“Morning.” Hugh kissed his nose. “We should get up.”

“Yeah.” Hugh didn’t move, though, he just stayed lying on his side, looking at Simon. “I want to get married.” He said abruptly.


“I want to get married.” Hugh said it like it was the simplest thing in the world. “I want to marry you, Simon.”

“” Simon couldn’t quite wrap his head around what Hugh was saying.

“Soon.” Hugh frowned a little bit. “It’s dangerous, Simon. We’re getting so close, and it’s getting easier and easier to get hurt, and I want to marry you before something happens. I want to know I’m married to you.” He was completely serious, looking into Simon’s eyes like he was trying to communicate something he couldn’t or didn’t want to put into words.

And if he was thinking the same way Simon was, it worked. If he was thinking about love, and fear, and the crazy, upside down world they lived in, they were on exactly the same page, and Simon was pretty sure they were thinking the same things.

He kissed Hugh in response to his proposal, not really needing to respond in words when he felt Hugh smile against him, and they were both smiling when they pulled apart.

“Yeah?” Hugh said, tracing Simon’s jaw with a fingertip. Simon just nodded, smiling at Hugh.

His fiance. That was a word they couldn’t avoid any more, not when Hugh had just proposed and Simon had just said yes. A real, permanent word.
Well, not permanent. It would be replaced with “husband.”


The last year of the Age of Anarchy was the most intense year of Simon’s life, of all of their lives.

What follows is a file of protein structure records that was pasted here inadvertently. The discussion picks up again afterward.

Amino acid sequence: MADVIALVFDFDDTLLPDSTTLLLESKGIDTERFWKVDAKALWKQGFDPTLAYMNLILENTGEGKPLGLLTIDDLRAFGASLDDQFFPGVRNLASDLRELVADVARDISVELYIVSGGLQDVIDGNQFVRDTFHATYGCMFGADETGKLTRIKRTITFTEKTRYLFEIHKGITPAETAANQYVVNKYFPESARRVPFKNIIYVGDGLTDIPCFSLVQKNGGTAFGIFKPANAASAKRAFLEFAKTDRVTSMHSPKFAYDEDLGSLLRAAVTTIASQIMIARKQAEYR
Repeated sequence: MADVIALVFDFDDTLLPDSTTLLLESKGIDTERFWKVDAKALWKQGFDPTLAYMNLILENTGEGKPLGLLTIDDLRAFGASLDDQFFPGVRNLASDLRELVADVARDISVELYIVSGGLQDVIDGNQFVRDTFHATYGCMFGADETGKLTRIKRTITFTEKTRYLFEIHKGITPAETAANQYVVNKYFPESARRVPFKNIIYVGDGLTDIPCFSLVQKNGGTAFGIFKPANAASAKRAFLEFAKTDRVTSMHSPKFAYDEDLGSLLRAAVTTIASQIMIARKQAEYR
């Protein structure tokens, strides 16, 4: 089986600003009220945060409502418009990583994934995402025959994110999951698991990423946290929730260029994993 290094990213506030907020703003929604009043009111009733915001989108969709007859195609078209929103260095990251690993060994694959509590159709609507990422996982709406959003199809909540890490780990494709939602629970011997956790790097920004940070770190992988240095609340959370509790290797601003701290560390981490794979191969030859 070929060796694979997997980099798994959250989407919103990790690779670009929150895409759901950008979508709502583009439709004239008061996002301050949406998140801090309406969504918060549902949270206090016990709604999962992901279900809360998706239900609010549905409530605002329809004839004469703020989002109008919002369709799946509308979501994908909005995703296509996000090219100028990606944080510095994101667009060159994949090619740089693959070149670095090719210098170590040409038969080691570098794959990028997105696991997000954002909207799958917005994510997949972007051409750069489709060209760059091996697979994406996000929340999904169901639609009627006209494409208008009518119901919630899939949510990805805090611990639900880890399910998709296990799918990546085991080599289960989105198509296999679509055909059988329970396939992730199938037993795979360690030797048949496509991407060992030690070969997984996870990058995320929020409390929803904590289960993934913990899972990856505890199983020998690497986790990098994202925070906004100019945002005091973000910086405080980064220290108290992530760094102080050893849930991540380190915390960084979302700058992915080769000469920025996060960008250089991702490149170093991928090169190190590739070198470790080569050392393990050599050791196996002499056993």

Simon and Hugh got married, and it seemed like they blinked and suddenly Georgia was missing, driving everyone into a frenzied search until they finally found her.

Broken and dead, with a note on her belt. Leaving behind an almost seven-year-old son, and nobody knew how she died or why she died.

And barely a week after that, Simon and Hugh watched a baby being thrown into a river, and Hugh had saved him, and brought him back up towards Simon only to have Simon pass out and not be able to go near him.

Hugh wasn’t affected, but it hadn’t taken long for them to figure out that any other prodigy who went anywhere near the baby boy passed out and at least temporarily lost their powers. But he was just a baby, how could they leave him on his own? So Hugh had named him Max Everhart and found a normal nurse to take care of him.

They’d taken in Adrian, too, doing their best to figure out life as a married couple, with essentially two kids, who were also superheroes struggling to save their city.

They were planning, too. Every day was a long day, hours of patrol followed by hours of looking at maps and notes and blueprints, trying to figure something out that would let them finally defeat the Anarchists for good, and fix their city.

They couldn’t find an airtight plan. All of them had some fatal flaw. They would sit around their table, everyone frowning, thinking as hard as they could.

Adrian was doodling on the floor, literally, drawing little cats and dogs and pulling them out so they could play with him, although they were silent. He used a pencil, and for some reason could erase his creations even after they were alive. He didn’t pay much attention to the meeting happening above him with Tamaya, Hugh, and Simon, but he did look up at them occasionally.

Hugh was frowning, though Simon could tell it wasn’t at something either him or Tamaya had said. He was frowning at something inside his own head.

“What, Hugh?” He asked, and Hugh shook his head.


“You have an idea, don’t you?” Tamaya said, studying him. Hugh shook his head again, running a hand through his hair.

“I don’t like it.” He said. “At all.”

“But you think it’ll work.” Simon said, and Hugh nodded slowly.

“We need to take down Ace Anarchy. His gang is already thinned out from the last couple months, and if he’s out of the picture, the Anarchists fall. And when the Anarchists fall, the rest of the gangs will be easy to control. Especially with the other prodigies that are fighting with us, now.”